Oscar Wilde’s “The Importance of Being Earnest” is among those charmed plays that endlessly repays our consideration. It doesn’t matter how often one has heard its jokes, quips and banter: Smiles and laughter will inevitably follow, as they do in Sheldon Epps’ new production of the work at the Pasadena Playhouse. Yet there’s nothing funny about Epps’ rigid, unimaginative staging, complete with such “classy” touches as musical interludes by Debussy and an endless supply of tacky bric-a-brac.
The plot of “Earnest” is one of those delectable confections melding mistaken identity with thwarted love, but the real reward is Wilde’s rotund language, polished to a high gloss. Indeed, many of the lines are so famous, thesps must avoid tipping their hand in delivering them. That’s only one of many acting problems in the production.
At the center of the comedy are wealthy idlers Jack Worthing (Robert Curtis Brown) and Algernon Moncrieff (Patrick Dempsey). They should be irresistibly charming. Brown comes close, and delivers most of his lines with relish, even if he seems a little weary at times.
Dempsey is another story. His Algernon is painful to watch — and even worse to listen to. High school actors have done better in this role. His English accent is variable, and when it does stay put, Dempsey sounds more like a member of the working class than a swell. He can’t even keep the name of his beloved Cecily straight; half the time he calls her “Cicily.” His mannered tone and exaggerated movements further diminish his portrayal.
Casting Shirley Knight as the imperious Lady Bracknell was also a miscalculation. A fine actress, Knight possesses an enviable vulnerability — it’s one of her claims to greatness — but that quality is entirely at odds with what Lady Bracknell reps. Even as Knight zealously delivers zingers, her cherubic face contradicts their force.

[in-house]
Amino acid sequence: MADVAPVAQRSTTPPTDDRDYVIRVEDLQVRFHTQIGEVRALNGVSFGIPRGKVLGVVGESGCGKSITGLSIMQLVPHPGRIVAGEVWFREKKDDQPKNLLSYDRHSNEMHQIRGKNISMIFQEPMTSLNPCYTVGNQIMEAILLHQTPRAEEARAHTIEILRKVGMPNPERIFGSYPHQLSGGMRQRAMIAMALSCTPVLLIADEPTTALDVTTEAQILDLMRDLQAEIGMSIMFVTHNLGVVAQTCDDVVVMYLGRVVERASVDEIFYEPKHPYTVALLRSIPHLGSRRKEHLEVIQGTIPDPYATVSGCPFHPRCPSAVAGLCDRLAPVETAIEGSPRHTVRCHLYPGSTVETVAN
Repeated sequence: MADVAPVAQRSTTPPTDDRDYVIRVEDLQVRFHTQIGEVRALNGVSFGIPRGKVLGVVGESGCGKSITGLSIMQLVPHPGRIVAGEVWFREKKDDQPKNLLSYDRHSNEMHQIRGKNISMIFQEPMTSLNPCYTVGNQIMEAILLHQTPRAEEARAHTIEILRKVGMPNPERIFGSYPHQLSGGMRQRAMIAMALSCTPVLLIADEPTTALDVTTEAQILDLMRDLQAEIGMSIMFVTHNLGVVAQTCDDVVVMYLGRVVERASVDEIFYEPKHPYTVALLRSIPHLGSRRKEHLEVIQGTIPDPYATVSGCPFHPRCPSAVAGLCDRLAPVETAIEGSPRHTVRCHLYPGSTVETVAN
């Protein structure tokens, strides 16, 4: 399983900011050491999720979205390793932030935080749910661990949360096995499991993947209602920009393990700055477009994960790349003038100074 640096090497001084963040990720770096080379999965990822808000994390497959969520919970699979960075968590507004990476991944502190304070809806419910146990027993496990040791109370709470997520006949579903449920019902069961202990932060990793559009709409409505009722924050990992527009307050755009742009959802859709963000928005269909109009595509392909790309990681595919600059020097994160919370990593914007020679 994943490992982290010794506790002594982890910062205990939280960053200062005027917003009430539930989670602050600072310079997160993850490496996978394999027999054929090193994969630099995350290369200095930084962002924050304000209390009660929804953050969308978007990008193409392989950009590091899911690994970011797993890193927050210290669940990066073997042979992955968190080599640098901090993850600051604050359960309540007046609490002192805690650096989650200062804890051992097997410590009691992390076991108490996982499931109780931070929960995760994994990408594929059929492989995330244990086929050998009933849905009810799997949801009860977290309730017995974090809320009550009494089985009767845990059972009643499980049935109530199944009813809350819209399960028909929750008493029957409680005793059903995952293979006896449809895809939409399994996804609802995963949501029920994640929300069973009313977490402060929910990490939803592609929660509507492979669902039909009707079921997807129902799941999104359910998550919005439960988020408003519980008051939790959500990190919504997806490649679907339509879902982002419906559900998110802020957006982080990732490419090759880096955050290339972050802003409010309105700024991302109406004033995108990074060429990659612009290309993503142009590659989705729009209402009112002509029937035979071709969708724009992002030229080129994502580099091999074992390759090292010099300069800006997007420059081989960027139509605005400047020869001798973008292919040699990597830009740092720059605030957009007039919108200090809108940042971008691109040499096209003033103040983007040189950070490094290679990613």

Kaitlin Hopkins, as Lady Bracknell’s daughter, Gwendolen, fares better. Her sweetness mixed with steeliness suits this spoiled child. And Lina Patel exudes apt girlish effervescence as Cecily.
But it’s the minor players who impress most, with Carolyn Seymour turning in a well-nigh perfect performance as the starchy Miss Prism, Cecily’s governess. It’s a pity that Epps forces so many annoying mannerisms on poor Morgan Rusler, playing two very different servants.
John Iacovelli’s sets are too cluttered even for the Victorian era, but his trompe l’oeil stained glass is a wonder. Lovely, too, are Dana Rebecca Woods’ ornate costumes.
In a program note, Epps mentions that he’s always wanted to direct this play. Too bad he didn’t wait until he actually had something valuable to say.